Obesity and cannabis use: results from 2 representative national surveys. Le Strat Y, Le Foll B.SourceTranslational Addiction Research Laboratory, Centre for Addiction and Mental Health, Toronto, Ontario, Canada. Abstract: The role of cannabis and endocannabinoids in appetite regulation has been extensively studied, but the association of cannabis use with weight in the general population is not known. The authors used data from 2 representative epidemiologic studies of US adults aged 18 years or older, the National Epidemiologic Survey on Alcohol and Related Conditions NESARC; 2001-2002 and the National Comorbidity Survey-Replication NCS-R; 2001-2003, to estimate the prevalence of obesity as a function of cannabis use. The adjusted prevalences of obesity in the NESARC and the NCS-R were 22.0% and 25.3%, respectively, among participants reporting no use of cannabis in the past 12 months and 14.3% and 17.2%, respectively, among participants reporting the use of cannabis at least 3 days per week. These differences were not accounted for by tobacco smoking status. Additionally, after adjustment for sex and age, the use of cannabis was associated with body mass index differences in both samples. The authors conclude that the prevalence of obesity is lower in cannabis users than in nonusers.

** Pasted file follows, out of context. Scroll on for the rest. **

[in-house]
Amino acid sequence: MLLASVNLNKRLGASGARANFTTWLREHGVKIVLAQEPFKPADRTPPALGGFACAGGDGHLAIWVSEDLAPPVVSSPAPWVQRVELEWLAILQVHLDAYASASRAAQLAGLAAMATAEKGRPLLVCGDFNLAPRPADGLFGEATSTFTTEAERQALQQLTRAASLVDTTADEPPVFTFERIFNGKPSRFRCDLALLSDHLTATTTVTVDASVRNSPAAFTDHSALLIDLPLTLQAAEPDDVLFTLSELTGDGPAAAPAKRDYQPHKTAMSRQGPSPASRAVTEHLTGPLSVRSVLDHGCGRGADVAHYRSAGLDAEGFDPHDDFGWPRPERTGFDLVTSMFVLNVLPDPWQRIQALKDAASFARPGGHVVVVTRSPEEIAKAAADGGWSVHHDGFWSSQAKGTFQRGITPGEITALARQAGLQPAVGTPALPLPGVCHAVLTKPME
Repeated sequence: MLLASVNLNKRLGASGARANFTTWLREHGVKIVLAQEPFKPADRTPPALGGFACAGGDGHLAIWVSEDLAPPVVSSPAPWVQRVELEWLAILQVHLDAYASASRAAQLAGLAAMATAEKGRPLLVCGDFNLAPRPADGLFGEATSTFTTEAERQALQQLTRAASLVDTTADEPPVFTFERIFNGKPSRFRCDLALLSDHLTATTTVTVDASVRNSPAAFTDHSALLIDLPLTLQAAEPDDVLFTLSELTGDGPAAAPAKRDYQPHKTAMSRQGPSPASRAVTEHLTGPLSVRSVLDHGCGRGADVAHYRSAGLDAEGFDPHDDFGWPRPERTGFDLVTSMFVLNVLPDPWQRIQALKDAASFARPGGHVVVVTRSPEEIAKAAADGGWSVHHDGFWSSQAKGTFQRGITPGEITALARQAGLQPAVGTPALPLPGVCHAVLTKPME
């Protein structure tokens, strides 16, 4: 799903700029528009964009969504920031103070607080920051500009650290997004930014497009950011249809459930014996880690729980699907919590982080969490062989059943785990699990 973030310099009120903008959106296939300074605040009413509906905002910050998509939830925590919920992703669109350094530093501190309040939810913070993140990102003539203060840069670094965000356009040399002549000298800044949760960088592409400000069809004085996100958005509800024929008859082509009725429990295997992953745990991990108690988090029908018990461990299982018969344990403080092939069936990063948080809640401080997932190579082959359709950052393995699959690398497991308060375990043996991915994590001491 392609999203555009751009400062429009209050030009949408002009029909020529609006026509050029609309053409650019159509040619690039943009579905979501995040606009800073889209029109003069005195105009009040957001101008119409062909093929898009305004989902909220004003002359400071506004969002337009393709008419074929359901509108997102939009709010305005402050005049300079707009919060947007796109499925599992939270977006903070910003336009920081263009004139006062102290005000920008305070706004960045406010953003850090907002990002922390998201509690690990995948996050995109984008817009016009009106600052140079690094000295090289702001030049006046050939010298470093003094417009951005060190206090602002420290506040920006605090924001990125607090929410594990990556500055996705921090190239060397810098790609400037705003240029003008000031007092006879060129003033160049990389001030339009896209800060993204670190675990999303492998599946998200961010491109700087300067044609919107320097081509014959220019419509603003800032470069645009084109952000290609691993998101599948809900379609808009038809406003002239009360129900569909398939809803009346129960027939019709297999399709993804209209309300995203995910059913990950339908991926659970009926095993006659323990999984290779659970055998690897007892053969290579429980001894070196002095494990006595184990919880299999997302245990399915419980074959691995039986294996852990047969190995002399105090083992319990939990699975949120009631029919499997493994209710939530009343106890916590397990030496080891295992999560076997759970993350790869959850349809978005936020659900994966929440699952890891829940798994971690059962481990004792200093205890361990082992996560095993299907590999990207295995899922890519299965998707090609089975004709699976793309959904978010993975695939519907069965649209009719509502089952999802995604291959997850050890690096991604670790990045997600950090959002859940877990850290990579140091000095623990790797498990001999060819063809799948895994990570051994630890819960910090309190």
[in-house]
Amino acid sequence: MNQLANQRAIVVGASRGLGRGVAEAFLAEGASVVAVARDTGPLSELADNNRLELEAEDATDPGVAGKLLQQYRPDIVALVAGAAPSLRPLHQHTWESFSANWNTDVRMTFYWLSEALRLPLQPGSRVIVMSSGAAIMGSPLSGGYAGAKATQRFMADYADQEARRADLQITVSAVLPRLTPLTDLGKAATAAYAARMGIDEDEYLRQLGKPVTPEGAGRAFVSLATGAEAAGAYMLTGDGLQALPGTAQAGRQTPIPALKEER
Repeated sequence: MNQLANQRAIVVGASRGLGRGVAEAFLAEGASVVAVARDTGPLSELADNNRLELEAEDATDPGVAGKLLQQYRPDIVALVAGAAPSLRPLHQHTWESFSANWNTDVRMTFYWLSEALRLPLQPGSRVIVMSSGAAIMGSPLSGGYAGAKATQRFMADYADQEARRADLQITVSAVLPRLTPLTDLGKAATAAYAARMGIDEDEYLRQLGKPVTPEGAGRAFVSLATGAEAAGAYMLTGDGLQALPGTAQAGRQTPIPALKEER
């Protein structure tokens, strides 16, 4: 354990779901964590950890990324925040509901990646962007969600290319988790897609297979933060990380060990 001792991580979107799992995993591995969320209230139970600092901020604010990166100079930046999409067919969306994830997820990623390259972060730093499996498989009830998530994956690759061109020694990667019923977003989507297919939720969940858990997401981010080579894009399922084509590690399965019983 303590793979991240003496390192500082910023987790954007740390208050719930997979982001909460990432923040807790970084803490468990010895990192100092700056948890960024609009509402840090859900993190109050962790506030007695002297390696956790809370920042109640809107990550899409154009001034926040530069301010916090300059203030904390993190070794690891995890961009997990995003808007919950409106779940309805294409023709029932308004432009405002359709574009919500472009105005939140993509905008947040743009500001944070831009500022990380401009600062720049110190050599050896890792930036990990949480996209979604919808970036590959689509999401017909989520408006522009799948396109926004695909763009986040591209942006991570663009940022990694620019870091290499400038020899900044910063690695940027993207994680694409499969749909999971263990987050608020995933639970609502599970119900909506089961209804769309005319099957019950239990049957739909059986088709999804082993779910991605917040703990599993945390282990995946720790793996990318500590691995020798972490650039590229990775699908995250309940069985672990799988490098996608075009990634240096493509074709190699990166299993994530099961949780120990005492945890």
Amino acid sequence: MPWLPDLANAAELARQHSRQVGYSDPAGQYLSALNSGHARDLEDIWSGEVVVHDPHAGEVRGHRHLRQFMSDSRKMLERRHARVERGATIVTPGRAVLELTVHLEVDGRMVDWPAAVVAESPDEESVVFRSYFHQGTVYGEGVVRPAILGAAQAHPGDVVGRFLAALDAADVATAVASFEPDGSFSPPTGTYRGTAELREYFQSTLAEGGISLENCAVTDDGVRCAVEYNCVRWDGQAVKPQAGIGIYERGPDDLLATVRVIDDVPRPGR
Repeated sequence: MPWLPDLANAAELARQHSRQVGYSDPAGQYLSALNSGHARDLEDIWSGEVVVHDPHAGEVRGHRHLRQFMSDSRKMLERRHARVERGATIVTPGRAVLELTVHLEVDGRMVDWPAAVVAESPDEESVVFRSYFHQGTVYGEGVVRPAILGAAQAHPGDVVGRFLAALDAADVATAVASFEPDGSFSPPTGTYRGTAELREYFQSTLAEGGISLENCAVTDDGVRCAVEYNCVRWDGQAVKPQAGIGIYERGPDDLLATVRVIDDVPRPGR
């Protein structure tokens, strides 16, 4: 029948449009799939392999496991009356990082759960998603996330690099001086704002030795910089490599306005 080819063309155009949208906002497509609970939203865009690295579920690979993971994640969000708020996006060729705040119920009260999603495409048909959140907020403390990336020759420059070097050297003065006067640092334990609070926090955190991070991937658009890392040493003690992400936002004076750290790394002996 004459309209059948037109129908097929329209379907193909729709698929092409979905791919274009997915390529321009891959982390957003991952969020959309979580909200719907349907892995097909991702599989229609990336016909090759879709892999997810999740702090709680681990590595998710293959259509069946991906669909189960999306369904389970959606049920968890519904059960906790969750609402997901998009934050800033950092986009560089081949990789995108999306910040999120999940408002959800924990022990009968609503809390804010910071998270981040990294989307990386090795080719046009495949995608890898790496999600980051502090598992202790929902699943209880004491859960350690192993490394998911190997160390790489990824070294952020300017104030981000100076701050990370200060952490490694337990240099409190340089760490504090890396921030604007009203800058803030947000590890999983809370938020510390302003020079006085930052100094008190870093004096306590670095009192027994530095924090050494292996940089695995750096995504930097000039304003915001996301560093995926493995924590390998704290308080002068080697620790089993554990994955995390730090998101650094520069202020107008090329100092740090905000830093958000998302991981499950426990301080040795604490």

Marijuana use protects us from developing diabetes by reducing obesity and protecting pancreatic insulin-producing cells from its damaging effects. A large population study has confirmed a significant reduction in diabetes among regular marijuana smokers. Cannabis exposure associated with weight reduction and β-cell protection in an obese rat model.Levendal RA, Schumann D, Donath M, Frost CL.SourceDepartment of Biochemistry and Microbiology, Nelson Mandela Metropolitan University, Port Elizabeth, South Africa.